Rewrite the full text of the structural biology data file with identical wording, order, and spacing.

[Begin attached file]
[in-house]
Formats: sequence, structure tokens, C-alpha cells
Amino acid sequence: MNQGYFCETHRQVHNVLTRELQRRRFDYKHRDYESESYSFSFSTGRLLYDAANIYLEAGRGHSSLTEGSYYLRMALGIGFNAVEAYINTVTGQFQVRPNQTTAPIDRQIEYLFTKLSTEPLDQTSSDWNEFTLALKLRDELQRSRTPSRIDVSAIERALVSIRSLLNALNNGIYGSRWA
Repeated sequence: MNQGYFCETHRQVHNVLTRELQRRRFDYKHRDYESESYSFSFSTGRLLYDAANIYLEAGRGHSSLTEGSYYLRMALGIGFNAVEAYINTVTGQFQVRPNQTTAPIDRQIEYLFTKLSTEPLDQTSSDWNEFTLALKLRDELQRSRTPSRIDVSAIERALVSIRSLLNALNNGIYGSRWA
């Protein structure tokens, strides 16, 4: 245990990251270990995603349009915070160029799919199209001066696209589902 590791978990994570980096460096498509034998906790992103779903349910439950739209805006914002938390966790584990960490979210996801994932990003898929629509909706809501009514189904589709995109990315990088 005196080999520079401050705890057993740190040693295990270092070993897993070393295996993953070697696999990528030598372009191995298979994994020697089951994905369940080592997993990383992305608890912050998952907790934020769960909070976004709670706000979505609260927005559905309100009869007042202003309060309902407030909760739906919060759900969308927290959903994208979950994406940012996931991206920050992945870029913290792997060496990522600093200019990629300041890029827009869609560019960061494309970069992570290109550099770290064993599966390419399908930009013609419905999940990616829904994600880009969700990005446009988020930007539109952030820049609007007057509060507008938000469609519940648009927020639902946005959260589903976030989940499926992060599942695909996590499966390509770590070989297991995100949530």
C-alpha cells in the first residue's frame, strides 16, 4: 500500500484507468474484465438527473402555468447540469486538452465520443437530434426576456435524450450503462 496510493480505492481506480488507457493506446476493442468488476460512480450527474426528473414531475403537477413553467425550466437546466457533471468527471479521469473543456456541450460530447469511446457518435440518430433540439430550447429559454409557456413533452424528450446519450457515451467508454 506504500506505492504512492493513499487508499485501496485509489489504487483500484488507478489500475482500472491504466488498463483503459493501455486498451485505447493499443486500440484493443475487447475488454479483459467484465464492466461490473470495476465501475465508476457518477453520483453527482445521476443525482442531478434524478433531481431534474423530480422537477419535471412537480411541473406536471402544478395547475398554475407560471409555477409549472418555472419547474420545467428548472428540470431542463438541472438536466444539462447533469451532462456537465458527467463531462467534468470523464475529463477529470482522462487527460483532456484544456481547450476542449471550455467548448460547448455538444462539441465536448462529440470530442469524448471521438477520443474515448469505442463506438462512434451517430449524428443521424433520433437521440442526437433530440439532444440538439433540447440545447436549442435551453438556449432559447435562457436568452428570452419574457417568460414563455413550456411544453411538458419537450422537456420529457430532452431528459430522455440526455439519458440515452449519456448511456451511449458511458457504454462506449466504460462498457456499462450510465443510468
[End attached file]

[in-house]
Formats: sequence, structure tokens, C-alpha cells
Amino acid sequence: MNQGYFCETHRQVHNVLTRELQRRRFDYKHRDYESESYSFSFSTGRLLYDAANIYLEAGRGHSSLTEGSYYLRMALGIGFNAVEAYINTVTGQFQVRPNQTTAPIDRQIEYLFTKLSTEPLDQTSSDWNEFTLALKLRDELQRSRTPSRIDVSAIERALVSIRSLLNALNNGIYGSRWA
Repeated sequence: MNQGYFCETHRQVHNVLTRELQRRRFDYKHRDYESESYSFSFSTGRLLYDAANIYLEAGRGHSSLTEGSYYLRMALGIGFNAVEAYINTVTGQFQVRPNQTTAPIDRQIEYLFTKLSTEPLDQTSSDWNEFTLALKLRDELQRSRTPSRIDVSAIERALVSIRSLLNALNNGIYGSRWA
């Protein structure tokens, strides 16, 4: 245990990251270990995603349009915070160029799919199209001066696209589902 590791978990994570980096460096498509034998906790992103779903349910439950739209805006914002938390966790584990960490979210996801994932990003898929629509909706809501009514189904589709995109990315990088 005196080999520079401050705890057993740190040693295990270092070993897993070393295996993953070697696999990528030598372009191995298979994994020697089951994905369940080592997993990383992305608890912050998952907790934020769960909070976004709670706000979505609260927005559905309100009869007042202003309060309902407030909760739906919060759900969308927290959903994208979950994406940012996931991206920050992945870029913290792997060496990522600093200019990629300041890029827009869609560019960061494309970069992570290109550099770290064993599966390419399908930009013609419905999940990616829904994600880009969700990005446009988020930007539109952030820049609007007057509060507008938000469609519940648009927020639902946005959260589903976030989940499926992060599942695909996590499966390509770590070989297991995100949530």
C-alpha cells in the first residue's frame, strides 16, 4: 500500500484507468474484465438527473402555468447540469486538452465520443437530434426576456435524450450503462 496510493480505492481506480488507457493506446476493442468488476460512480450527474426528473414531475403537477413553467425550466437546466457533471468527471479521469473543456456541450460530447469511446457518435440518430433540439430550447429559454409557456413533452424528450446519450457515451467508454 506504500506505492504512492493513499487508499485501496485509489489504487483500484488507478489500475482500472491504466488498463483503459493501455486498451485505447493499443486500440484493443475487447475488454479483459467484465464492466461490473470495476465501475465508476457518477453520483453527482445521476443525482442531478434524478433531481431534474423530480422537477419535471412537480411541473406536471402544478395547475398554475407560471409555477409549472418555472419547474420545467428548472428540470431542463438541472438536466444539462447533469451532462456537465458527467463531462467534468470523464475529463477529470482522462487527460483532456484544456481547450476542449471550455467548448460547448455538444462539441465536448462529440470530442469524448471521438477520443474515448469505442463506438462512434451517430449524428443521424433520433437521440442526437433530440439532444440538439433540447440545447436549442435551453438556449432559447435562457436568452428570452419574457417568460414563455413550456411544453411538458419537450422537456420529457430532452431528459430522455440526455439519458440515452449519456448511456451511449458511458457504454462506449466504460462498457456499462450510465443510468